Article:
Can you imagine being a concertgoer in the early years of the 18th century, when Corelli, Vivaldi, Bach and Handel were all writing new music and performers were being pushed to find new ways of playing? It must have been exciting to experience what are now considered masterpieces with a pioneering spirit; not knowing what to expect. In 2014, of course, the repertoire is established and the material well understood, so it takes special effort from performing ensembles to exploit the full potential of the score and engender in its audience some sense of novel wonder.

The Orchestra of the Age of Enlightenment achieved that high bar in the opening item – Corelli’s Concerto Grosso in D no. 1. The full set of Concerti Grossi Op.6 is a cornerstone of the form and stands up as perhaps the most consistently excellent of the period. The OAE could have chosen any one of them and most audiences would be delighted. The first concerto is a proud, stately piece which vacillates between Largo and Allegro. It does so by employing miniature transitions of the kind we associate with Rameau; only these are entirely congruous and do not shock the arc of the music. The OAE was totally in control of this and most other aspects of the form. In particular, the harpshichordist was perfectly in time as he spread ponderous arpeggios across the majority of the cadences. Matthew Truscott led his colleagues in the violin section through the simple passages of held chord progressions, while the fast fretwork required of the first cello was dispatched with precision. The ensemble’s attention to dynamics and shape were absolutely first rate; we expect this of the OAE but that doesn’t make it unremarkable.

Vivaldi’s Sinfonia in B minor followed in an equally sensitive rendering, although the piece’s austere melancholia toned down the ensemble’s exuberance. Were we to be listening to the Sinfonia without knowledge of the programme, no one would have guessed the music was written by Vivaldi – its spacious harmony, played straight and true by the strings, called to mind the modes of earlier liturgical music, and set the mood nicely for the item that followed.

Sally Beamish’s Spinal Chords appeared through segue from the back end of the Sinfonia. It was a nice idea to segue from one century and into another very different one, and indeed the two items were similar enough for the trick not to jar... to begin with at least. After a series of repeated chords, the music began to play second (and third) fiddle to words written by Melanie Reid, which were read out by Beamish herself. Reid’s poem reports the traumatic experience of spinal injury in the first person. It is sad and it is emotional and it is compelling. All of which makes it difficult for a reviewer to write anything other than praise, but it should be said that Reid’s style of writing it not for everyone. The words were well read by Beamish, who delivered the conversational and very personalised vocabulary of Reid’s work carefully. The OAE approached its role with perhaps a little too much caution, swelling only for brief moments and generally soundtracking in a conventional manner.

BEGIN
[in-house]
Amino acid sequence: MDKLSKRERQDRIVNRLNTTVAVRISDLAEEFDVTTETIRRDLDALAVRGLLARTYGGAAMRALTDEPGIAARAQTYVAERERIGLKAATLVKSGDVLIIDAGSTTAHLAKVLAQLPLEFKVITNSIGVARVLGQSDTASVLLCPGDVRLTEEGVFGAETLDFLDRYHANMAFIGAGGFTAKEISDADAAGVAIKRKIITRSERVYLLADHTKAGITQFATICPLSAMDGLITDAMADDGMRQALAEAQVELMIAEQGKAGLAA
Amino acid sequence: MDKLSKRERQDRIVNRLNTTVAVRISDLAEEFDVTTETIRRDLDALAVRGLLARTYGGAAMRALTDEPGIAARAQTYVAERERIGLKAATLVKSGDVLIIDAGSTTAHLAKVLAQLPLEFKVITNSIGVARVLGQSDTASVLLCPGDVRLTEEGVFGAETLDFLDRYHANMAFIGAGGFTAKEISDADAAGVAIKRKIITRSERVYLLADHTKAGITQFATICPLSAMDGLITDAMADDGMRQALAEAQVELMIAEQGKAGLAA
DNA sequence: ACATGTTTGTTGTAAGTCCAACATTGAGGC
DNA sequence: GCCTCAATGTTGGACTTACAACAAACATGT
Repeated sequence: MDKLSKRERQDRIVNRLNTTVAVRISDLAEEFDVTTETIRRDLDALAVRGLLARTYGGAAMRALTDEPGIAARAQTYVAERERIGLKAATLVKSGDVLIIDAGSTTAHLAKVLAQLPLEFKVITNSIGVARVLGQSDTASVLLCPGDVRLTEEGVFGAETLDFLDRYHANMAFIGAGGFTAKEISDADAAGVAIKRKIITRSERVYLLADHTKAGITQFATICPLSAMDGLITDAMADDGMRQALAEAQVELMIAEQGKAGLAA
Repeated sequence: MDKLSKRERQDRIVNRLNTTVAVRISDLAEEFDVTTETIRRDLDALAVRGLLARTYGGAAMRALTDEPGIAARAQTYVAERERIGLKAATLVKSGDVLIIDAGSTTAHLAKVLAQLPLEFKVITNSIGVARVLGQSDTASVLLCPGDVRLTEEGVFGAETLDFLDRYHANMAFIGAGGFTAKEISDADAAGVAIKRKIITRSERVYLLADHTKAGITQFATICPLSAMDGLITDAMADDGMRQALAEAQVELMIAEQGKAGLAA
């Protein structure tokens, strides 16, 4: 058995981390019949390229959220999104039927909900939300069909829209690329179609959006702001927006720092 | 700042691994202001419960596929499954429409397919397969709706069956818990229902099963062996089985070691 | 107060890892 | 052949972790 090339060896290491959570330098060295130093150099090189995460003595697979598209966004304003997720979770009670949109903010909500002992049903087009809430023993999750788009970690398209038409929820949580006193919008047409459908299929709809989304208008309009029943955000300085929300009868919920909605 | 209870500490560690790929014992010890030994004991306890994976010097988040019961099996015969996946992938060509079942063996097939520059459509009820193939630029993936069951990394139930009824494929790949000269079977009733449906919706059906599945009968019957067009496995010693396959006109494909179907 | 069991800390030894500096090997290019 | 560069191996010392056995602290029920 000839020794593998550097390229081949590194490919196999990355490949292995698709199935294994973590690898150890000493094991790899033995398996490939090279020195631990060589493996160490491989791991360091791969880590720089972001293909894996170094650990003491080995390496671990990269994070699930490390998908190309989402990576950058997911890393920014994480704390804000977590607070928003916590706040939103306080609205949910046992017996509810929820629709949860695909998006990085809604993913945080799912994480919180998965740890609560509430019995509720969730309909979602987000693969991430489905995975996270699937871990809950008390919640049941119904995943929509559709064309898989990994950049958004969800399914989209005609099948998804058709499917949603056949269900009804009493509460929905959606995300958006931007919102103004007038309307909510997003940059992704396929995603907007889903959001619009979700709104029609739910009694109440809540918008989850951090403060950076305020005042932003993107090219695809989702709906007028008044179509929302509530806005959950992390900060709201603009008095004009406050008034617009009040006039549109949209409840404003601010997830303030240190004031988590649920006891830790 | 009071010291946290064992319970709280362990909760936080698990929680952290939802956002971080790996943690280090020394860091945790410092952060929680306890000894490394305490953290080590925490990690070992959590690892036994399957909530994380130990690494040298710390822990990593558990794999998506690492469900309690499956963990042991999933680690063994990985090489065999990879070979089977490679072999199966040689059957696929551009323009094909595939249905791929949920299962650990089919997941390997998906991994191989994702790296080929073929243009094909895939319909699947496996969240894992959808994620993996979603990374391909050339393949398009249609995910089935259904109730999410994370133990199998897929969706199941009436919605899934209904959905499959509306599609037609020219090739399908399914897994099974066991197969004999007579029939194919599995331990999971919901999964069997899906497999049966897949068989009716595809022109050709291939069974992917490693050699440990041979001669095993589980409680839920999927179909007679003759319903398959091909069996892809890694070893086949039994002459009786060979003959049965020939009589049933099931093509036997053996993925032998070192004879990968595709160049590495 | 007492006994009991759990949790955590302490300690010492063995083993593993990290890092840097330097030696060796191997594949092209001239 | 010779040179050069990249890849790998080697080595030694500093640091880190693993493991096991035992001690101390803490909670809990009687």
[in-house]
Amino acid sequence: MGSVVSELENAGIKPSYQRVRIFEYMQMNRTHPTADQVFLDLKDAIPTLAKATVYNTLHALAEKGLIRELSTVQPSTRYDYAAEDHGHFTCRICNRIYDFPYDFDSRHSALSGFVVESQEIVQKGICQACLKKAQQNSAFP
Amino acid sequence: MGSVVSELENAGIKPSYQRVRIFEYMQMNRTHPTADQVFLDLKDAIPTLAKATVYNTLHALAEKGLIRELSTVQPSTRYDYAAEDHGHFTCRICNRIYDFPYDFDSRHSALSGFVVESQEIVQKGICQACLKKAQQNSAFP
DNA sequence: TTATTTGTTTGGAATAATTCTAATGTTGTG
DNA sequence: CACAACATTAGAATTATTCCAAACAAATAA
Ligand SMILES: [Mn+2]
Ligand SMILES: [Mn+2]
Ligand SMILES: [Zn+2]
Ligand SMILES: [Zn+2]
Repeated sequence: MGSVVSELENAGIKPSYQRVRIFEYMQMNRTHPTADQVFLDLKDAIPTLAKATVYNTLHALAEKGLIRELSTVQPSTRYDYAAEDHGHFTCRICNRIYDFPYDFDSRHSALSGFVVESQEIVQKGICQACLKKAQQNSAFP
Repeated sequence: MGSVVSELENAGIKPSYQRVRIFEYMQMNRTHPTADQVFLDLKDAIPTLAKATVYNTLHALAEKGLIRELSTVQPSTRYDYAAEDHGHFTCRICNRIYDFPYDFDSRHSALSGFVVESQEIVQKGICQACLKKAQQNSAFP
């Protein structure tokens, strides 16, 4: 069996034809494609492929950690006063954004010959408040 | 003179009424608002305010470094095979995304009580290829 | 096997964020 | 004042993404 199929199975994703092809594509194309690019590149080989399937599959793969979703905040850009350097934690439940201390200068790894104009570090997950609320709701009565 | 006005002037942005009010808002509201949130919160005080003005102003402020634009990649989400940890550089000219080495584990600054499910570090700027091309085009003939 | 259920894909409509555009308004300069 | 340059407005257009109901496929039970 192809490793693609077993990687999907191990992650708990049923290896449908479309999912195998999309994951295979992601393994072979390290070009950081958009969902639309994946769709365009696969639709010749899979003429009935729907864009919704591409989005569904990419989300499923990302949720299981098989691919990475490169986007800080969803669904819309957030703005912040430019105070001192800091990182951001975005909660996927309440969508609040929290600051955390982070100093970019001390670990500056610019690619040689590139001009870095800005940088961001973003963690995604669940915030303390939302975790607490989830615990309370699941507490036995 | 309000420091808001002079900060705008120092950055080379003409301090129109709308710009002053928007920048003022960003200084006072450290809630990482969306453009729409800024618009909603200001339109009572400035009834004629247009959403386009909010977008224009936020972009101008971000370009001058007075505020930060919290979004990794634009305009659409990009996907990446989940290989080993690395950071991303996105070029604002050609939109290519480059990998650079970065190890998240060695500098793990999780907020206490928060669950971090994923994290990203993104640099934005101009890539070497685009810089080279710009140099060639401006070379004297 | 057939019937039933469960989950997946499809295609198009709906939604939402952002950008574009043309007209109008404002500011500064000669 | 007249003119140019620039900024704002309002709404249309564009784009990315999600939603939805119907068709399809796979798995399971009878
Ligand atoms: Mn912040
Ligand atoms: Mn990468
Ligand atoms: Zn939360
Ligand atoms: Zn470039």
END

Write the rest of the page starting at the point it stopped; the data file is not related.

The programme returned to the Baroque with Bach’s exquisite Violin Concerto in A minor. It differs from Corelli’s style of concerto in that it follows the more formal approach developed by Venetian composers from the period, most notably Vivaldi. In this concerto, Bach blurs the roles of soloist and accompaniment enough to allow each element integral melodic impetus. Even so, the OAE ensured that the tune was always highlighted and only the greatest corners of the counterpoint stood out against the overall theme. Much as with the earlier Corelli, it was a refined but enthusiastic rendering of the music and I couldn’t help but marvel at the intellectual energy of the composition and its electrifying effect on the players.

This was an excellent concert that was bold in its inclusion of the Beamish and brilliant in its showcasing of such bright lovable music. The OAE continues to play with the kind of attention to detail that demands the material be wondered at. Despite there being few shocks in terms of tempi, or phrasing, or balance, it appears to explore the music in new ways with each show. There is a lot to this, and I’m sure it is not easy, but for as long as this orchestra makes this its business, I will keep attending.